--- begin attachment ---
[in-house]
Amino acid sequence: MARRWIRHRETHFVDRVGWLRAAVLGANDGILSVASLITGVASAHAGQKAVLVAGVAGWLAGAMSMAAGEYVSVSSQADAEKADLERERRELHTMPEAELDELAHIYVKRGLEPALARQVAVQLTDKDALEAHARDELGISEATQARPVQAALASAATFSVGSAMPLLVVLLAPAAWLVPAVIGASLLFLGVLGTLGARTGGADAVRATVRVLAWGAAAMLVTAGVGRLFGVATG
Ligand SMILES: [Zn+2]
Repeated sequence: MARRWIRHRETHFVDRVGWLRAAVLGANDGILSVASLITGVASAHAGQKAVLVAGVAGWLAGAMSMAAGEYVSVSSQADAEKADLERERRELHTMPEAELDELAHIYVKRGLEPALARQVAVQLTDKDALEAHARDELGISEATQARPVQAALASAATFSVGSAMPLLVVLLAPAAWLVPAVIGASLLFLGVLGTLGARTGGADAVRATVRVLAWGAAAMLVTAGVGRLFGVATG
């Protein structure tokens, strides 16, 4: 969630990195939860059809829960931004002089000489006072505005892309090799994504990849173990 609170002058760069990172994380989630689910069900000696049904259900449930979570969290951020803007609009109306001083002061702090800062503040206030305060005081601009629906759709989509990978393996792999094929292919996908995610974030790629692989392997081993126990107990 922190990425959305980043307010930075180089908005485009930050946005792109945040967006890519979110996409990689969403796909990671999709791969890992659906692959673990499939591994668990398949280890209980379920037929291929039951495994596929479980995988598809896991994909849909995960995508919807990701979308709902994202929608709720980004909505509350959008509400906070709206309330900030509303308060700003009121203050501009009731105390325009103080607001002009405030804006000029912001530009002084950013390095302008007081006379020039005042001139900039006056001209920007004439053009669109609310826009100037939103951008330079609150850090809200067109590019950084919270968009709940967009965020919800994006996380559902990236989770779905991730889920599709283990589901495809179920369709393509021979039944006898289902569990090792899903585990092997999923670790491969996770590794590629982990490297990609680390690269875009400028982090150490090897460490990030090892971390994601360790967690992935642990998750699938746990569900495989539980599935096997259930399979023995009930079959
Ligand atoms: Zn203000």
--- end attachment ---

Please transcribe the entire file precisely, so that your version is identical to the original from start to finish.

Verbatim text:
[in-house]
Amino acid sequence: MARRWIRHRETHFVDRVGWLRAAVLGANDGILSVASLITGVASAHAGQKAVLVAGVAGWLAGAMSMAAGEYVSVSSQADAEKADLERERRELHTMPEAELDELAHIYVKRGLEPALARQVAVQLTDKDALEAHARDELGISEATQARPVQAALASAATFSVGSAMPLLVVLLAPAAWLVPAVIGASLLFLGVLGTLGARTGGADAVRATVRVLAWGAAAMLVTAGVGRLFGVATG
Ligand SMILES: [Zn+2]
Repeated sequence: MARRWIRHRETHFVDRVGWLRAAVLGANDGILSVASLITGVASAHAGQKAVLVAGVAGWLAGAMSMAAGEYVSVSSQADAEKADLERERRELHTMPEAELDELAHIYVKRGLEPALARQVAVQLTDKDALEAHARDELGISEATQARPVQAALASAATFSVGSAMPLLVVLLAPAAWLVPAVIGASLLFLGVLGTLGARTGGADAVRATVRVLAWGAAAMLVTAGVGRLFGVATG
């Protein structure tokens, strides 16, 4: 969630990195939860059809829960931004002089000489006072505005892309090799994504990849173990 609170002058760069990172994380989630689910069900000696049904259900449930979570969290951020803007609009109306001083002061702090800062503040206030305060005081601009629906759709989509990978393996792999094929292919996908995610974030790629692989392997081993126990107990 922190990425959305980043307010930075180089908005485009930050946005792109945040967006890519979110996409990689969403796909990671999709791969890992659906692959673990499939591994668990398949280890209980379920037929291929039951495994596929479980995988598809896991994909849909995960995508919807990701979308709902994202929608709720980004909505509350959008509400906070709206309330900030509303308060700003009121203050501009009731105390325009103080607001002009405030804006000029912001530009002084950013390095302008007081006379020039005042001139900039006056001209920007004439053009669109609310826009100037939103951008330079609150850090809200067109590019950084919270968009709940967009965020919800994006996380559902990236989770779905991730889920599709283990589901495809179920369709393509021979039944006898289902569990090792899903585990092997999923670790491969996770590794590629982990490297990609680390690269875009400028982090150490090897460490990030090892971390994601360790967690992935642990998750699938746990569900495989539980599935096997259930399979023995009930079959
Ligand atoms: Zn203000």